To prospectively compare corneal sensation and patient-reported symptoms of dry eye in individuals undergoing laser-assisted in situ keratomileusis (LASIK) and small incision lenticule extraction (SMILE).
Prospective randomized contralateral-eye clinical trial.
80 eyes of 40 patients with myopia at Byers Eye Institute at Stanford University were randomized to receive wavefront-guided femtosecond LASIK in one eye and SMILE in the fellow eye. Cochet-Bonnet esthesiometry was performed to assess corneal sensitivity preoperatively and at the 1-month, 3-month, 6-month, and 12-month postoperative visits. Participants also completed questionnaires at each visit to determine the Ocular Surface Disease Index (OSDI).
Eyes that underwent LASIK compared to SMILE demonstrated more cornea denervation at the postoperative 1-month (mean 2.1 vs 3.6 cm, p < 0.001), 3-month (3.5 vs 5.4 cm, p < 0.001) and 6-month (4.7 vs 5.7 cm, p < 0.001) visits. At the 12-month visit, both groups had returned to baseline corneal sensitivity (5.9 vs 5.9 cm, p = 0.908). There was no difference in OSDI between the two groups at any visit. Mean OSDI improved from the preoperative to the postoperative 12-month visit in both LASIK (15.3 to 8.6, p = 0.020) and SMILE (15.1 to 9.5, p = 0.029) groups.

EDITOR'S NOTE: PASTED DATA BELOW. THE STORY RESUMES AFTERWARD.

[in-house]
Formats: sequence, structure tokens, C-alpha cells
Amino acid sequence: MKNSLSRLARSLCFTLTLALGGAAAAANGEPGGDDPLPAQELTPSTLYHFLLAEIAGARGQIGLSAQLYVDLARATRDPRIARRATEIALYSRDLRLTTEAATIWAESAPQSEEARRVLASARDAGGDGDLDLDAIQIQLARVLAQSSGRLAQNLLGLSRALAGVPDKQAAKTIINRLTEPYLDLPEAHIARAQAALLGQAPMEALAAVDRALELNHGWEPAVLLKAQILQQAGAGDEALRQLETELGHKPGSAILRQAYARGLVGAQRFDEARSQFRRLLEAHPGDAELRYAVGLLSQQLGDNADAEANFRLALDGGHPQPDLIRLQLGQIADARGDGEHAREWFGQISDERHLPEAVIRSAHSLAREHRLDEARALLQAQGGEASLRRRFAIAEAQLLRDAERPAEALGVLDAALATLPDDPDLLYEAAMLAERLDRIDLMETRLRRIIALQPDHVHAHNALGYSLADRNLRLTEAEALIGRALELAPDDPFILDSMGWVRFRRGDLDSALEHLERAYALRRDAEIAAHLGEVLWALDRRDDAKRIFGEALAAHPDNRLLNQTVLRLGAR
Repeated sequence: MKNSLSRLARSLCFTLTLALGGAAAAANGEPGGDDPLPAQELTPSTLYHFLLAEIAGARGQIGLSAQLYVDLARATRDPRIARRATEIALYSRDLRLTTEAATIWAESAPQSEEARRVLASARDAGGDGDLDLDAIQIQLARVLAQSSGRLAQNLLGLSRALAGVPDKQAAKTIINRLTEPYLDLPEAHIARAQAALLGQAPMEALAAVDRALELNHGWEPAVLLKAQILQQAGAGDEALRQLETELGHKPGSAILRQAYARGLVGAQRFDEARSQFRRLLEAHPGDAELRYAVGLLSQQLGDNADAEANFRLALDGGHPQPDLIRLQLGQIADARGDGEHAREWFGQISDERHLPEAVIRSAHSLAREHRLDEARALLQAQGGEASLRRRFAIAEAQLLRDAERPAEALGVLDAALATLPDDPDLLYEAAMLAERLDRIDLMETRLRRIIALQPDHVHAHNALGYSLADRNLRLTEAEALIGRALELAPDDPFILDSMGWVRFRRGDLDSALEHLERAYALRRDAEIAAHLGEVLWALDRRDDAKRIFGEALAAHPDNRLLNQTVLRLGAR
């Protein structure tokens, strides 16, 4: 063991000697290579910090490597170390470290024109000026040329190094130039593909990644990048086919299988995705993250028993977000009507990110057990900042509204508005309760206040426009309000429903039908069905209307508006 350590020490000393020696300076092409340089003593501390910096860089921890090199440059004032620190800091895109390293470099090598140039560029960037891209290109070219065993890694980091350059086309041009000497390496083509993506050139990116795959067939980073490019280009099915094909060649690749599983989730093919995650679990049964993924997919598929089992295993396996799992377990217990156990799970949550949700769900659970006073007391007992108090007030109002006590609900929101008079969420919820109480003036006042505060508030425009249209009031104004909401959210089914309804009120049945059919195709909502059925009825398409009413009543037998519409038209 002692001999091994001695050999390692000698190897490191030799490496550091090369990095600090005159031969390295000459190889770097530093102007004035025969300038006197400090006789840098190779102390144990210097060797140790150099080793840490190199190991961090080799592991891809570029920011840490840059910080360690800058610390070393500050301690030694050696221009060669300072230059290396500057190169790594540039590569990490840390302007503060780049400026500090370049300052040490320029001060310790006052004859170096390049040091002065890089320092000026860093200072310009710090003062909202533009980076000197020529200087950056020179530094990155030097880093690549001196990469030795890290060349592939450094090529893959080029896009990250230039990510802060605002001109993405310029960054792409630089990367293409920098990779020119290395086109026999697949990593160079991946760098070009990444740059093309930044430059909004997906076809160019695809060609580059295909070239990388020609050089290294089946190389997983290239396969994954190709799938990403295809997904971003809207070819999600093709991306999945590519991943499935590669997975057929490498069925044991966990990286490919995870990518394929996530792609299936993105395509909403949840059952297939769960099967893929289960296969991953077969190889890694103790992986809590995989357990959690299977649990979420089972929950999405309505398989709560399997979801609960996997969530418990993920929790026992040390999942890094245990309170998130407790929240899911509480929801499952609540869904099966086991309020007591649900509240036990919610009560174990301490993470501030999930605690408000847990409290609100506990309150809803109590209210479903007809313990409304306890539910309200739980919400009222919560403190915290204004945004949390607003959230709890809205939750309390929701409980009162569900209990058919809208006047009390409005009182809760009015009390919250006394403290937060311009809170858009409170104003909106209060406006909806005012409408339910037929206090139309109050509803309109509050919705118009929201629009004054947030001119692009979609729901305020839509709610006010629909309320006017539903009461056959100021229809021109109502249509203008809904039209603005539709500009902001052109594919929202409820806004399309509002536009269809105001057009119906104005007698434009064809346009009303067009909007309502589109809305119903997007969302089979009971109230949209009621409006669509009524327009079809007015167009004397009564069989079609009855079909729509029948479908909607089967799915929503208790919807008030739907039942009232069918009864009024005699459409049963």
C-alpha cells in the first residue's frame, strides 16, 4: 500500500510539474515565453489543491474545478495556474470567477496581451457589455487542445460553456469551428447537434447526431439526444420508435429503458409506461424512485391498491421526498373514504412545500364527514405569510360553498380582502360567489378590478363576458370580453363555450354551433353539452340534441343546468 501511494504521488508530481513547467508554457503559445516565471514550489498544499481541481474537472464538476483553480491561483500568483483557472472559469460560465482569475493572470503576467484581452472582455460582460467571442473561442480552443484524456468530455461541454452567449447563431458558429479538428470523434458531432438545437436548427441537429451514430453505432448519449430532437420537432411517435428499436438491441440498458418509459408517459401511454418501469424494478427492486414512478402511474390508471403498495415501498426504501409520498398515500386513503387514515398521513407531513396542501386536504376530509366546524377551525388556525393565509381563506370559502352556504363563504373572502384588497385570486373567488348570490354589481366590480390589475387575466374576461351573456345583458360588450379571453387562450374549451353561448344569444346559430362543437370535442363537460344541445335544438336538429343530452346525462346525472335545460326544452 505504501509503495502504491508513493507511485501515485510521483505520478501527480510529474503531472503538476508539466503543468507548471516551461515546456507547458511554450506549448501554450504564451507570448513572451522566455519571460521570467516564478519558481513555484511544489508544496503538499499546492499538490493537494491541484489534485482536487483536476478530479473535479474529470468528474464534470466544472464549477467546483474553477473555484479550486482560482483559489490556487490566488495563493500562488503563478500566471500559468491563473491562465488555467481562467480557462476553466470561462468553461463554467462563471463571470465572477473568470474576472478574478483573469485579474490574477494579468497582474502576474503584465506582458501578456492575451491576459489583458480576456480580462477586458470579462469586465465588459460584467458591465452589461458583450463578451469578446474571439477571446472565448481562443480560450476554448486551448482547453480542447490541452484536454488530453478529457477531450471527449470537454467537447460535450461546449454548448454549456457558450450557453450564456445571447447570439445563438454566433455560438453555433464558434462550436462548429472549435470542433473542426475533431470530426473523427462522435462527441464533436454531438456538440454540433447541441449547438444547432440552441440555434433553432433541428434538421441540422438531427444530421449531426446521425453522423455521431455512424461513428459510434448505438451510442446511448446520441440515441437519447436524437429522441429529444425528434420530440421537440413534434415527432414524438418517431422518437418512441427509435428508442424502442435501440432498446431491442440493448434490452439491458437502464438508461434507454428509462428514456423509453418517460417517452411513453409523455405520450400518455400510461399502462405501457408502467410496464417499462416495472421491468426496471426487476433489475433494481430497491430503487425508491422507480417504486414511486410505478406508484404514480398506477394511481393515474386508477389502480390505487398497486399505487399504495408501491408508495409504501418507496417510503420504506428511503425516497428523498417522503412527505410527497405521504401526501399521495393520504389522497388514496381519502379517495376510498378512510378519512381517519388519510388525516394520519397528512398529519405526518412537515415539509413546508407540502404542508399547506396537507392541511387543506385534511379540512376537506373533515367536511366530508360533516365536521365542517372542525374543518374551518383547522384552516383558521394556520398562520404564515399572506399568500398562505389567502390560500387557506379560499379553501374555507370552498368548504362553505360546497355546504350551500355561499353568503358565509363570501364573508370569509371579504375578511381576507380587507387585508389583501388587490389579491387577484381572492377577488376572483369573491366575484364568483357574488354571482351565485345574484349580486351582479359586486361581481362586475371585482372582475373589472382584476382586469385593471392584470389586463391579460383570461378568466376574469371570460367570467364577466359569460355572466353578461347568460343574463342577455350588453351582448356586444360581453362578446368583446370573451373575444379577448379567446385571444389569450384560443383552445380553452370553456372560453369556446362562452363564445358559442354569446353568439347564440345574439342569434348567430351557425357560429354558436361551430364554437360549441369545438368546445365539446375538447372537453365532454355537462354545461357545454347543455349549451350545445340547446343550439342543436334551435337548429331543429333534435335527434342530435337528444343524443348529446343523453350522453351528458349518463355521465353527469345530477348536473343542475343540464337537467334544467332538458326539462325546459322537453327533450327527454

LASIK resulted in greater corneal denervation compared to SMILE in the early postoperative period, though this difference was no longer apparent after 12 months. Despite this, there was no difference in self-reported dry eye symptoms between the two groups. Patient-reported dry eye symptoms improved after both LASIK and SMILE procedures.

Copyright © 2022. Published by Elsevier Inc.